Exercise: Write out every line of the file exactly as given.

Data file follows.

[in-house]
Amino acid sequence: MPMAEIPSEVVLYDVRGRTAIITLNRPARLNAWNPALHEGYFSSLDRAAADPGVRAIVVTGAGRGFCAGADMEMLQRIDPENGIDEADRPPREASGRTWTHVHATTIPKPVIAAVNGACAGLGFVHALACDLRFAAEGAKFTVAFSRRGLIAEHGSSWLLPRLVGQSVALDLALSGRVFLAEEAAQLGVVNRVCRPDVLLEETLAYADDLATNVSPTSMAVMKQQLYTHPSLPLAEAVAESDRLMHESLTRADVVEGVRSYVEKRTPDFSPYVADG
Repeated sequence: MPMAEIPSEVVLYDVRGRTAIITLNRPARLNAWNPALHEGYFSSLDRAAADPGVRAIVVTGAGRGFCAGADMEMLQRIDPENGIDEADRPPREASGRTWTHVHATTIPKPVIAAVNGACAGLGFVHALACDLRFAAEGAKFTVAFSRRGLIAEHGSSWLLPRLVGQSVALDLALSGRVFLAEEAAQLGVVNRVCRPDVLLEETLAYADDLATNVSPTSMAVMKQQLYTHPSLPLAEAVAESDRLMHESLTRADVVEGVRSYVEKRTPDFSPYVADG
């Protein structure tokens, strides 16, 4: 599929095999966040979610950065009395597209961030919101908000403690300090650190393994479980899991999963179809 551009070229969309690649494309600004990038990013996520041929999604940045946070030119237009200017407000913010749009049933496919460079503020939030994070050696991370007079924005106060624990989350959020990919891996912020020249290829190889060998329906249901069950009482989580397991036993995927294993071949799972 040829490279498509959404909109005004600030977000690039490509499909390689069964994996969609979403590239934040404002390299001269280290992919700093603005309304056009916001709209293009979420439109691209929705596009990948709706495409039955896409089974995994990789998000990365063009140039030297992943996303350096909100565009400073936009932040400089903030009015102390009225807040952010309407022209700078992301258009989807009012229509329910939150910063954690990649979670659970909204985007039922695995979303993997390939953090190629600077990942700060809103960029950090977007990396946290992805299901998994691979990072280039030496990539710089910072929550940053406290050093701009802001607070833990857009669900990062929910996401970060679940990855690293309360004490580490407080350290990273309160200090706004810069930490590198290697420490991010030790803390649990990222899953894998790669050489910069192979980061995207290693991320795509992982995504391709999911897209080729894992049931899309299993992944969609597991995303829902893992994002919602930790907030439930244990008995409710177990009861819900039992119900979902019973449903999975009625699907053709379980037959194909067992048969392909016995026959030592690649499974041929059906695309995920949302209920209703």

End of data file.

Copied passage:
[in-house]
Amino acid sequence: MPMAEIPSEVVLYDVRGRTAIITLNRPARLNAWNPALHEGYFSSLDRAAADPGVRAIVVTGAGRGFCAGADMEMLQRIDPENGIDEADRPPREASGRTWTHVHATTIPKPVIAAVNGACAGLGFVHALACDLRFAAEGAKFTVAFSRRGLIAEHGSSWLLPRLVGQSVALDLALSGRVFLAEEAAQLGVVNRVCRPDVLLEETLAYADDLATNVSPTSMAVMKQQLYTHPSLPLAEAVAESDRLMHESLTRADVVEGVRSYVEKRTPDFSPYVADG
Repeated sequence: MPMAEIPSEVVLYDVRGRTAIITLNRPARLNAWNPALHEGYFSSLDRAAADPGVRAIVVTGAGRGFCAGADMEMLQRIDPENGIDEADRPPREASGRTWTHVHATTIPKPVIAAVNGACAGLGFVHALACDLRFAAEGAKFTVAFSRRGLIAEHGSSWLLPRLVGQSVALDLALSGRVFLAEEAAQLGVVNRVCRPDVLLEETLAYADDLATNVSPTSMAVMKQQLYTHPSLPLAEAVAESDRLMHESLTRADVVEGVRSYVEKRTPDFSPYVADG
């Protein structure tokens, strides 16, 4: 599929095999966040979610950065009395597209961030919101908000403690300090650190393994479980899991999963179809 551009070229969309690649494309600004990038990013996520041929999604940045946070030119237009200017407000913010749009049933496919460079503020939030994070050696991370007079924005106060624990989350959020990919891996912020020249290829190889060998329906249901069950009482989580397991036993995927294993071949799972 040829490279498509959404909109005004600030977000690039490509499909390689069964994996969609979403590239934040404002390299001269280290992919700093603005309304056009916001709209293009979420439109691209929705596009990948709706495409039955896409089974995994990789998000990365063009140039030297992943996303350096909100565009400073936009932040400089903030009015102390009225807040952010309407022209700078992301258009989807009012229509329910939150910063954690990649979670659970909204985007039922695995979303993997390939953090190629600077990942700060809103960029950090977007990396946290992805299901998994691979990072280039030496990539710089910072929550940053406290050093701009802001607070833990857009669900990062929910996401970060679940990855690293309360004490580490407080350290990273309160200090706004810069930490590198290697420490991010030790803390649990990222899953894998790669050489910069192979980061995207290693991320795509992982995504391709999911897209080729894992049931899309299993992944969609597991995303829902893992994002919602930790907030439930244990008995409710177990009861819900039992119900979902019973449903999975009625699907053709379980037959194909067992048969392909016995026959030592690649499974041929059906695309995920949302209920209703």